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Start check-up of 40 student houses

Start check-up of 40 student houses

Photographer:Fotograaf: Loraine Bodewes

Project: Keurmerk Prettig Wonen

MAASTRICHT. The attaching of the small shield stating ‘Keurmerk Prettig Wonen’ (Enjoyable Living Quality Mark) to the façade of the student building on the Maastrichter Heidenstraat 7, last Friday, marked the starting signal for the check-up of forty student houses. It is a trial project and a unique event in the Netherlands.

“There have been attempts before to set up a quality mark for student houses in the Netherlands, but something always went wrong with the collaboration aspect,” says Maurice Evers, chairman of the Keurmerk Prettig Wonen foundation and managing director of Student & Staff Housing at Maastricht University. “It proved impossible to onboard the most important partners, often private landlords, but we managed to do so. Our quality mark is supported widely by the institutes of higher education, the private landlords, the city council, housing corporations, the student council and neighbourhood committees.”

The quality mark is a voluntary scheme and can be applied for by the property owner. Trained inspectors (including staff from housing corporations) will inspect the accommodation and the documents, such as proof that maintenance has been carried out on the central-heating system and floor plans. Tenants then know that a building that has been passed is approved in terms of fire and burglary safety and that the owner is trustworthy and accessible.

“On a national level, additional fire safety requirements apply only for accommodation consisting of five rooms or more, but the quality mark also makes this compulsory when three or four rooms are rented out,” say Huib van Gastel and Tom Kissels from VVWM (Vereniging Verhuurders Woonruimtes Maastricht, an association of parties renting out living accommodation in Maastricht) and board members of the Keurmerk Prettig Wonen foundation. The VVWM furthers the interests of 46 per cent of all student housing in Maastricht. The corporations Woonpunt, Maasvallei and Servatius represent one quarter.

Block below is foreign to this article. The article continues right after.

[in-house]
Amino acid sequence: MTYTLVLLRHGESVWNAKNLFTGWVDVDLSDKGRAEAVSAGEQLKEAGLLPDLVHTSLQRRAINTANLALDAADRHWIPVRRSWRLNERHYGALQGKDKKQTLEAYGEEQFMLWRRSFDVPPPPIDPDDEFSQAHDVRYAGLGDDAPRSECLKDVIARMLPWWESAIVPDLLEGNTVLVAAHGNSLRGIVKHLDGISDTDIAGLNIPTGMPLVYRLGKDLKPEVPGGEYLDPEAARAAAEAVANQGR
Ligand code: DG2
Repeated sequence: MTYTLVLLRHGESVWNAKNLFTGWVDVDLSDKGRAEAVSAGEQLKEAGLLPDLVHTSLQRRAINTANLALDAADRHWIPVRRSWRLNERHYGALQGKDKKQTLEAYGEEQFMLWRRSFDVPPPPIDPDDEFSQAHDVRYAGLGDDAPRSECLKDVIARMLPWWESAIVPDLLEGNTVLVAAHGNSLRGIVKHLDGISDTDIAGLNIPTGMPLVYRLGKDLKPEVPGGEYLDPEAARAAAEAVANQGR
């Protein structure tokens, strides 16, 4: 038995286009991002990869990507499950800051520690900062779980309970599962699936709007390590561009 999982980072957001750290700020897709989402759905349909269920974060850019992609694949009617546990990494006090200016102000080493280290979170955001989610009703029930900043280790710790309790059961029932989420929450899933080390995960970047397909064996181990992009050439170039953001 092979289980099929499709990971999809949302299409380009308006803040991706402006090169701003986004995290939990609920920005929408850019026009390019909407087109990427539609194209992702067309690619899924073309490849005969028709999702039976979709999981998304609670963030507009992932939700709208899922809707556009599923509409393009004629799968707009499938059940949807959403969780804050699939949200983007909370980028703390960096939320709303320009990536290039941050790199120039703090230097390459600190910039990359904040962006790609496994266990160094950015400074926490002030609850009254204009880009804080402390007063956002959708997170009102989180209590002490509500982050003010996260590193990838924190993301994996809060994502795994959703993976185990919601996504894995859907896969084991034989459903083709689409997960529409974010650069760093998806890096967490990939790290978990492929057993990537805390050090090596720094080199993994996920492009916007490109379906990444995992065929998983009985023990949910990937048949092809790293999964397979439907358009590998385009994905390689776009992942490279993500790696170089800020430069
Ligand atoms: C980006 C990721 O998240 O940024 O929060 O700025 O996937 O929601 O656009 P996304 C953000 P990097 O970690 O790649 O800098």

Evers: “The good thing is that the fire brigade is given access to the floor plans too, so that when a call comes in, they are familiar with the lay-out and the number of rooms.”
The foundation wants to make at least 60 per cent of all student buildings in Maastricht safer within five years.

The neighbourhood committees were the last parties to join the quality mark, although there are still doubts here and there. “They expect a quality mark to solve all the disturbance, but that is not what it is meant for. Of course, there is always a list of house rules, which you hope the inhabitants will adhere to, but we cannot enforce anything. There will still be red rubbish bags put on the pavement on the wrong day,” says Van Gastel. Evers: “And in that case we say: address the students themselves. Talk to them, because unfortunately that doesn't happen often enough.”
In the case of serious complaints or questions, the neighbours can always leave a message for the property owner on the website Van Gastel: “The owner will answer and take action.”

The start-up phase is being financed by the city council (20 thousand euro), the private landlords of VVWM (10 thousand euro) and the Studentenhuisvesting Maastricht foundation (20 thousand euro), which also covers Maastricht University. Depending on the size of the building, parties renting out accommodation pay between 1.80 and 2.80 euro per tenant per month after receiving the quality mark.








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